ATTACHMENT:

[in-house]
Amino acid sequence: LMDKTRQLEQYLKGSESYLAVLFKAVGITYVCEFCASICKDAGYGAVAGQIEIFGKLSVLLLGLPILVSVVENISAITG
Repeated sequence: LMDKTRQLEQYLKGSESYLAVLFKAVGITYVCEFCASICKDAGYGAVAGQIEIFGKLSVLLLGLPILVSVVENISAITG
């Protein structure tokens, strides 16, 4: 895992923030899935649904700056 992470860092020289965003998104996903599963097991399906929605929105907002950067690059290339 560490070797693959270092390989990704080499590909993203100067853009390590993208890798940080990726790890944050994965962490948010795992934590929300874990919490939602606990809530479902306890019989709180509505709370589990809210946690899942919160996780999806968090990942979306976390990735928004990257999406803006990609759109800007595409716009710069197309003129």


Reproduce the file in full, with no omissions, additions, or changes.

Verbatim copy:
[in-house]
Amino acid sequence: LMDKTRQLEQYLKGSESYLAVLFKAVGITYVCEFCASICKDAGYGAVAGQIEIFGKLSVLLLGLPILVSVVENISAITG
Repeated sequence: LMDKTRQLEQYLKGSESYLAVLFKAVGITYVCEFCASICKDAGYGAVAGQIEIFGKLSVLLLGLPILVSVVENISAITG
């Protein structure tokens, strides 16, 4: 895992923030899935649904700056 992470860092020289965003998104996903599963097991399906929605929105907002950067690059290339 560490070797693959270092390989990704080499590909993203100067853009390590993208890798940080990726790890944050994965962490948010795992934590929300874990919490939602606990809530479902306890019989709180509505709370589990809210946690899942919160996780999806968090990942979306976390990735928004990257999406803006990609759109800007595409716009710069197309003129």